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Hi There Guru's! I am writing a simple script to move application program files between a live and test environment. Each file can have either a .i extension, or a ...
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  1. #1
    Just Joined!
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    Jan 2006
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    Newbie scripting - file extensions..


    Hi There Guru's!

    I am writing a simple script to move application program files between a live and test environment. Each file can have either a .i extension, or a .p and a .r (source and x-coded). The x-coded file goes to a directory which starts with the same two letters, thus:

    /apps/live/src
    /apps/live/us/ap
    /apps/live/us/br
    etc


    Source Name = apvomt.p
    Compile Name = apvotmp.r

    I have managed to create the script which moves the files, provided they are a .p extension, but I now need to check if the extension is a .i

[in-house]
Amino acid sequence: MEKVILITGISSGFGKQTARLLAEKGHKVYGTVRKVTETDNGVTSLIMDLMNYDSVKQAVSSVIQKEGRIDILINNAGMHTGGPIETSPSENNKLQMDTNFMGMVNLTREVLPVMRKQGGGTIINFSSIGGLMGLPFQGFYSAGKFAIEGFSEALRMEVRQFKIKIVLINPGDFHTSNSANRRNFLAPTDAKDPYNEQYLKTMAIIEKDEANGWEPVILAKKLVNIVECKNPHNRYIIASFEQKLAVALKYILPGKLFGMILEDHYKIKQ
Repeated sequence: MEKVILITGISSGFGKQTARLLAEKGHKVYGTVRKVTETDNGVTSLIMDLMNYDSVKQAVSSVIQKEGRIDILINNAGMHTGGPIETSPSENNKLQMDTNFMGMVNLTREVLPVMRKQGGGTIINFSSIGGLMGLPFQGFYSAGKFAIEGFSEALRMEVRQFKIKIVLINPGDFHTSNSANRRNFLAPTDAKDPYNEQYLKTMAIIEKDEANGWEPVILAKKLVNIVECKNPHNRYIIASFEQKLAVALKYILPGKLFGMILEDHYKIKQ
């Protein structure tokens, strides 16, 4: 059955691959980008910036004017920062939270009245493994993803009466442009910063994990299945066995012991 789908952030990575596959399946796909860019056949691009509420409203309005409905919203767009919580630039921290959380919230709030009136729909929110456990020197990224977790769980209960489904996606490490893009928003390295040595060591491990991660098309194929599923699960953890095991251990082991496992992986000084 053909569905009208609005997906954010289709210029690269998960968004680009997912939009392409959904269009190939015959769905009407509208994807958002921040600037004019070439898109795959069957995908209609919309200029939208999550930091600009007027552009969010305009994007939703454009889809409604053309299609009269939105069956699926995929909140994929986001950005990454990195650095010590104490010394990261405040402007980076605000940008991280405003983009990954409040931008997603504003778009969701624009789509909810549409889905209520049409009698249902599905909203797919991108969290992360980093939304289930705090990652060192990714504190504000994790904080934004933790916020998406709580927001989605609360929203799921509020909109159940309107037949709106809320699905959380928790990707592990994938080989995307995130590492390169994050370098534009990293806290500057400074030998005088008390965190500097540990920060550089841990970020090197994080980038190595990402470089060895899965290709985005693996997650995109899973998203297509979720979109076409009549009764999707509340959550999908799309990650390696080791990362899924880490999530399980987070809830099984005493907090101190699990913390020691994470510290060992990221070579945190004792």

How do I just pick up the last 2 characters of the filename - can I use CUT, or is there another way?

    Many thanks

    SD

  2. #2
    Linux Guru
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    Täby, Sweden
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    Provided you're using bash and not some other shell, there's a syntax for cutting in variables (maybe other shells can do it as well, but I haven't tried, so I don't know how compatible it is). It looks like this:
    Code:
    a=somefile.foo
    ext="${a##*.}"
    echo "$ext"       # This will echo "foo"

  3. #3
    Linux User muha's Avatar
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    Jan 2006
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    290
    moeh :?
    Either i don't get what yout getting at or you could yield:
    mv *.i ./some_dir_down/

    the ./ means 'relative from the current dir'

    You could also do:
    mv *.i ../some_dir_next_to/
    to move them to the dir next to the current one.

  4. #4
    scm
    scm is offline
    Linux Engineer
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    Feb 2005
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    1,044
    Use case:
    Code:
    case $file in
       *.i)    # code for the .i files
               # blah
               # blah
               ;;
        *.p)  # code for the .p files
               # blah
               # blah
               ;;
    ...etc ...
    esac

  5. #5
    Linux User muha's Avatar
    Join Date
    Jan 2006
    Posts
    290
    more info on writing proper scripts: (like scm's) ~> http://www.linuxcommand.org/

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